Risk assessment of ochratoxin A in food | European Food Safety Authority Skip to main content

Risk assessment of ochratoxin A in food


Panel members at the time of adoption

Margherita Bignami, Laurent Bodin, James Kevin Chipman, Jesús del Mazo, Bettina Grasl‐Kraupp, Christer Hogstrand, Laurentius (Ron) Hoogenboom, Jean‐Charles Leblanc, Carlo Stefano Nebbia, Elsa Nielsen, Evangelia Ntzani, Annette Petersen, Salomon Sand, Dieter Schrenk, Tanja Schwerdtle, Christiane Vleminckx and Heather Wallace.


The European Commission asked EFSA to update their 2006 opinion on ochratoxin A (OTA) in food. OTA is produced by fungi of the genus Aspergillus and Penicillium and found as a contaminant in various foods. OTA causes kidney toxicity in different animal species and kidney tumours in rodents. OTA is genotoxic both in vitro and in vivo; however, the mechanisms of genotoxicity are unclear. Direct and indirect genotoxic and non‐genotoxic modes of action might each contribute to tumour formation. Since recent studies have raised uncertainty regarding the mode of action for kidney carcinogenicity, it is inappropriate to establish a health‐based guidance value (HBGV) and a margin of exposure (MOE) approach was applied. For the characterisation of non‐neoplastic effects, a BMDL10 of 4.73 μg/kg body weight (bw) per day was calculated from kidney lesions observed in pigs. For characterisation of neoplastic effects, a BMDL10 of 14.5 μg/kg bw per day was calculated from kidney tumours seen in rats. The estimation of chronic dietary exposure resulted in mean and 95th percentile levels ranging from 0.6 to 17.8 and from 2.4 to 51.7 ng/kg bw per day, respectively. Median OTA exposures in breastfed infants ranged from 1.7 to 2.6 ng/kg bw per day, 95th percentile exposures from 5.6 to 8.5 ng/kg bw per day in average/high breast milk consuming infants, respectively. Comparison of exposures with the BMDL10 based on the non‐neoplastic endpoint resulted in MOEs of more than 200 in most consumer groups, indicating a low health concern with the exception of MOEs for high consumers in the younger age groups, indicating a possible health concern. When compared with the BMDL10 based on the neoplastic endpoint, MOEs were lower than 10,000 for almost all exposure scenarios, including breastfed infants. This would indicate a possible health concern if genotoxicity is direct. Uncertainty in this assessment is high and risk may be overestimated.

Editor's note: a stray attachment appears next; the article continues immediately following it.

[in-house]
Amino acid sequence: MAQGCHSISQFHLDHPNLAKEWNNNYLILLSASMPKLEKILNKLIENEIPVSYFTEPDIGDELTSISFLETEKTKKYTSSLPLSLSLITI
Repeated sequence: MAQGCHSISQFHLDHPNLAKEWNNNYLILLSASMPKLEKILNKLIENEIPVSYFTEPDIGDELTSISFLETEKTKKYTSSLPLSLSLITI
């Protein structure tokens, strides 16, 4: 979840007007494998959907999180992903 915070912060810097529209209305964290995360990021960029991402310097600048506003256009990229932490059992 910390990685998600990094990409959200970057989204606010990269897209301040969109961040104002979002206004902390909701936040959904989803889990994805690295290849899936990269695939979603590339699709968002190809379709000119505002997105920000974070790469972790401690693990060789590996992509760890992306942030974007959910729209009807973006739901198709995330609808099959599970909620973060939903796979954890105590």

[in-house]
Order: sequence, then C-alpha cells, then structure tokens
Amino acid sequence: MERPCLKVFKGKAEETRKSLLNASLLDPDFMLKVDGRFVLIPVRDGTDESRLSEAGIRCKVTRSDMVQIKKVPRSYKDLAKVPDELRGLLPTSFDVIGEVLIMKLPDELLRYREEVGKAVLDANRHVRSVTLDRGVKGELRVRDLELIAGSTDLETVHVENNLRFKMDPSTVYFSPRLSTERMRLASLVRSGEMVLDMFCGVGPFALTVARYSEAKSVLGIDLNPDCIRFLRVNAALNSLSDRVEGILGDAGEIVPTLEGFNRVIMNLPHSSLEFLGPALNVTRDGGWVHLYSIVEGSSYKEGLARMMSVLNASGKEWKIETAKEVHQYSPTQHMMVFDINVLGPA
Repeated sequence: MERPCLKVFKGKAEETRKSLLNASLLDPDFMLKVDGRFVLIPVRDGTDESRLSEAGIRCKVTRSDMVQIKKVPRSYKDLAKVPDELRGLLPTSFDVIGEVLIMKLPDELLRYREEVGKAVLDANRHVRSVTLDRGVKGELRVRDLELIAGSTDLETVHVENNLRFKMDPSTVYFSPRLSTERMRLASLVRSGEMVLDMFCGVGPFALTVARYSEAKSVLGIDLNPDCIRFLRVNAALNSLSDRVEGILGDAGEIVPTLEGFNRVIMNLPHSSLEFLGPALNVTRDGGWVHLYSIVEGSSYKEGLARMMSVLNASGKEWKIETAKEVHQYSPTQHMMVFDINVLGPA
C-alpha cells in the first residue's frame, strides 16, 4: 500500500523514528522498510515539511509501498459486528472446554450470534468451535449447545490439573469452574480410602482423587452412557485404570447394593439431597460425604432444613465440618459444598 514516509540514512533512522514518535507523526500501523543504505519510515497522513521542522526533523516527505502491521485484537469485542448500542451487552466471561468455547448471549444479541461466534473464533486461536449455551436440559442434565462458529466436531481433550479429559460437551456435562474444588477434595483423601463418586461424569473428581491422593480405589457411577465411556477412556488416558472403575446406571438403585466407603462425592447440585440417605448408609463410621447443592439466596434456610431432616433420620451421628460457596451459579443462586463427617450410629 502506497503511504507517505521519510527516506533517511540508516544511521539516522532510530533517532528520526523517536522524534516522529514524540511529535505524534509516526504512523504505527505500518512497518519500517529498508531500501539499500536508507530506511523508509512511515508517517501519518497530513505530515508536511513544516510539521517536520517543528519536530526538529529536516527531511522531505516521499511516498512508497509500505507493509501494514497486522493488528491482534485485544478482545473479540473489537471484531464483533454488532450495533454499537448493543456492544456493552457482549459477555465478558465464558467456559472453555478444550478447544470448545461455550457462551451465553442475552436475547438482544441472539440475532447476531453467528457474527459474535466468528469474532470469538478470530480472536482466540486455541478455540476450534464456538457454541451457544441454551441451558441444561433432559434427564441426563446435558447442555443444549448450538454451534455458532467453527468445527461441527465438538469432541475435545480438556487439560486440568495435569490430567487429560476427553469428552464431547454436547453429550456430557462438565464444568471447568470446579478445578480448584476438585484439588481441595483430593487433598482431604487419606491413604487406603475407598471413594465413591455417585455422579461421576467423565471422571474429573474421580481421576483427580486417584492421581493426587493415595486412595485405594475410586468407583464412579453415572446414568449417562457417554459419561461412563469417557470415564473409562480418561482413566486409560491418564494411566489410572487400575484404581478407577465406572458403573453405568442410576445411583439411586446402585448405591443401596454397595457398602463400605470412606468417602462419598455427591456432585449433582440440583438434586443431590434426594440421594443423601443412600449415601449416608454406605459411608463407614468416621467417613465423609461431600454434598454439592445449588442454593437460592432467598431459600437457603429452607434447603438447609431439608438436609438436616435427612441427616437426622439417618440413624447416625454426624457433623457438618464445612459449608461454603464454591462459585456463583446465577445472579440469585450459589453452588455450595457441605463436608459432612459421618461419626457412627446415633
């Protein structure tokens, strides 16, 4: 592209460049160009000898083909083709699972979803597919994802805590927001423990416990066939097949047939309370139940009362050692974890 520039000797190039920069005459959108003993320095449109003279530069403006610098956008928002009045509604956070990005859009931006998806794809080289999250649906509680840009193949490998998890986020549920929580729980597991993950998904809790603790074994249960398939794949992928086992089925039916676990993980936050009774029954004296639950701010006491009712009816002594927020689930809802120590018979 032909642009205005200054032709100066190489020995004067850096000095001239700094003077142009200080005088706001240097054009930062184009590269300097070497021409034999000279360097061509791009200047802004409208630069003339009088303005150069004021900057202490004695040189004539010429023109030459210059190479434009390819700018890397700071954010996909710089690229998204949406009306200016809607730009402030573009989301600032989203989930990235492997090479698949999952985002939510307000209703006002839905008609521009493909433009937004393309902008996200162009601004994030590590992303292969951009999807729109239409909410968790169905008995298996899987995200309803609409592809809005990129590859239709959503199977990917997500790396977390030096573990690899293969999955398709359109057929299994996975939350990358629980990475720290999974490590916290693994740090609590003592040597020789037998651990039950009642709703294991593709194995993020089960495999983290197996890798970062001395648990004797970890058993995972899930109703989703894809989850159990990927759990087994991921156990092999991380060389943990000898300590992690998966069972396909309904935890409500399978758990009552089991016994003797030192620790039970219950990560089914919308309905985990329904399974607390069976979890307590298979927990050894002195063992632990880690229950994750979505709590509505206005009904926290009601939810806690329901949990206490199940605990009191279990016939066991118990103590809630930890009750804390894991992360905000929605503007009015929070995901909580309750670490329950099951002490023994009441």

This publication is linked to the following EFSA Supporting Publications article: http://onlinelibrary.wiley.com/doi/10.2903/sp.efsa.2020.EN-1845/full